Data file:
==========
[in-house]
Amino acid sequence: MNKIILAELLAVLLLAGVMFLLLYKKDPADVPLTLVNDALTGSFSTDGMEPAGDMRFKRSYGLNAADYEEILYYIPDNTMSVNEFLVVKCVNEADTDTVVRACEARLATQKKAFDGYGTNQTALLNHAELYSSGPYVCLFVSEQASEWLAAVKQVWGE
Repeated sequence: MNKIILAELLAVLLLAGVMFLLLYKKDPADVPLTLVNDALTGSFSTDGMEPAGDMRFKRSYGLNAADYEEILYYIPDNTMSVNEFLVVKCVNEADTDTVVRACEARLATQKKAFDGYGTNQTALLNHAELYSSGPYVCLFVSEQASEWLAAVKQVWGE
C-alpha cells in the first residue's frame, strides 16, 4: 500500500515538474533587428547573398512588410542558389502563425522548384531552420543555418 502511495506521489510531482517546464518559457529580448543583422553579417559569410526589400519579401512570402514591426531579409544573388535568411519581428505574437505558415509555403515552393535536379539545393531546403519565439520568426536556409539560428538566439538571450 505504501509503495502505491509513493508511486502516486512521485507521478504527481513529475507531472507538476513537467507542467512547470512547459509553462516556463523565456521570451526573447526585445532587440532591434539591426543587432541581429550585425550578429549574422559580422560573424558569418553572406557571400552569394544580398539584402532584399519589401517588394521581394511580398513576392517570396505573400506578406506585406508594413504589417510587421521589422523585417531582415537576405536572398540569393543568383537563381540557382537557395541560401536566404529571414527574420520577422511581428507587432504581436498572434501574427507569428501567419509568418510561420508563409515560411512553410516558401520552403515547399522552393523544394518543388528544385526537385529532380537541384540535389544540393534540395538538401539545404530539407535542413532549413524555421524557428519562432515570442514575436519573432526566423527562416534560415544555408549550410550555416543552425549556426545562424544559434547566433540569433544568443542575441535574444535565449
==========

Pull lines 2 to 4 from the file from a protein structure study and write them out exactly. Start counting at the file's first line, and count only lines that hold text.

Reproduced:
Amino acid sequence: MNKIILAELLAVLLLAGVMFLLLYKKDPADVPLTLVNDALTGSFSTDGMEPAGDMRFKRSYGLNAADYEEILYYIPDNTMSVNEFLVVKCVNEADTDTVVRACEARLATQKKAFDGYGTNQTALLNHAELYSSGPYVCLFVSEQASEWLAAVKQVWGE
Repeated sequence: MNKIILAELLAVLLLAGVMFLLLYKKDPADVPLTLVNDALTGSFSTDGMEPAGDMRFKRSYGLNAADYEEILYYIPDNTMSVNEFLVVKCVNEADTDTVVRACEARLATQKKAFDGYGTNQTALLNHAELYSSGPYVCLFVSEQASEWLAAVKQVWGE
C-alpha cells in the first residue's frame, strides 16, 4: 500500500515538474533587428547573398512588410542558389502563425522548384531552420543555418 502511495506521489510531482517546464518559457529580448543583422553579417559569410526589400519579401512570402514591426531579409544573388535568411519581428505574437505558415509555403515552393535536379539545393531546403519565439520568426536556409539560428538566439538571450 505504501509503495502505491509513493508511486502516486512521485507521478504527481513529475507531472507538476513537467507542467512547470512547459509553462516556463523565456521570451526573447526585445532587440532591434539591426543587432541581429550585425550578429549574422559580422560573424558569418553572406557571400552569394544580398539584402532584399519589401517588394521581394511580398513576392517570396505573400506578406506585406508594413504589417510587421521589422523585417531582415537576405536572398540569393543568383537563381540557382537557395541560401536566404529571414527574420520577422511581428507587432504581436498572434501574427507569428501567419509568418510561420508563409515560411512553410516558401520552403515547399522552393523544394518543388528544385526537385529532380537541384540535389544540393534540395538538401539545404530539407535542413532549413524555421524557428519562432515570442514575436519573432526566423527562416534560415544555408549550410550555416543552425549556426545562424544559434547566433540569433544568443542575441535574444535565449